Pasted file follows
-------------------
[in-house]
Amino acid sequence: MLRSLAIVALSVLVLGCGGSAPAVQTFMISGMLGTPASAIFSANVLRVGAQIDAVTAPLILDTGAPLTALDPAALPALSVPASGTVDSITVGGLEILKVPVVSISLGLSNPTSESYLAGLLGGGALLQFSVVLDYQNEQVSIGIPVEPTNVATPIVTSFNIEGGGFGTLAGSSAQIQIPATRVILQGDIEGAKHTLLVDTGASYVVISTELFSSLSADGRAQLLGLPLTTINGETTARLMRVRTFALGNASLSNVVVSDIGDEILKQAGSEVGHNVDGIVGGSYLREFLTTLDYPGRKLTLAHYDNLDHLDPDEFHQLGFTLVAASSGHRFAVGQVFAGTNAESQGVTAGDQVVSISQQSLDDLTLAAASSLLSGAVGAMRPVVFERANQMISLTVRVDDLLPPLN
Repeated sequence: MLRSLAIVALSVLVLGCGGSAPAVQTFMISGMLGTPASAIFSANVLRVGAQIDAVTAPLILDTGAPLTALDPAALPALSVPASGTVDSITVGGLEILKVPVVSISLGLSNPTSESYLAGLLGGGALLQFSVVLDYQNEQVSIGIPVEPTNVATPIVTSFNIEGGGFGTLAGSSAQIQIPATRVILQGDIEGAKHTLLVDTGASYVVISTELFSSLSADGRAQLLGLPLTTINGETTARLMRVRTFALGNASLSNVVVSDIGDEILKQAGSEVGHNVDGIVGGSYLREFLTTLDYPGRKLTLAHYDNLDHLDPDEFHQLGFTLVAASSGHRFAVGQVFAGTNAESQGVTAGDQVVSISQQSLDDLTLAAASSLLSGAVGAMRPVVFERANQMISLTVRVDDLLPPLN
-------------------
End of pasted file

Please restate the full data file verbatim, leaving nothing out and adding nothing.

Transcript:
[in-house]
Amino acid sequence: MLRSLAIVALSVLVLGCGGSAPAVQTFMISGMLGTPASAIFSANVLRVGAQIDAVTAPLILDTGAPLTALDPAALPALSVPASGTVDSITVGGLEILKVPVVSISLGLSNPTSESYLAGLLGGGALLQFSVVLDYQNEQVSIGIPVEPTNVATPIVTSFNIEGGGFGTLAGSSAQIQIPATRVILQGDIEGAKHTLLVDTGASYVVISTELFSSLSADGRAQLLGLPLTTINGETTARLMRVRTFALGNASLSNVVVSDIGDEILKQAGSEVGHNVDGIVGGSYLREFLTTLDYPGRKLTLAHYDNLDHLDPDEFHQLGFTLVAASSGHRFAVGQVFAGTNAESQGVTAGDQVVSISQQSLDDLTLAAASSLLSGAVGAMRPVVFERANQMISLTVRVDDLLPPLN
Repeated sequence: MLRSLAIVALSVLVLGCGGSAPAVQTFMISGMLGTPASAIFSANVLRVGAQIDAVTAPLILDTGAPLTALDPAALPALSVPASGTVDSITVGGLEILKVPVVSISLGLSNPTSESYLAGLLGGGALLQFSVVLDYQNEQVSIGIPVEPTNVATPIVTSFNIEGGGFGTLAGSSAQIQIPATRVILQGDIEGAKHTLLVDTGASYVVISTELFSSLSADGRAQLLGLPLTTINGETTARLMRVRTFALGNASLSNVVVSDIGDEILKQAGSEVGHNVDGIVGGSYLREFLTTLDYPGRKLTLAHYDNLDHLDPDEFHQLGFTLVAASSGHRFAVGQVFAGTNAESQGVTAGDQVVSISQQSLDDLTLAAASSLLSGAVGAMRPVVFERANQMISLTVRVDDLLPPLN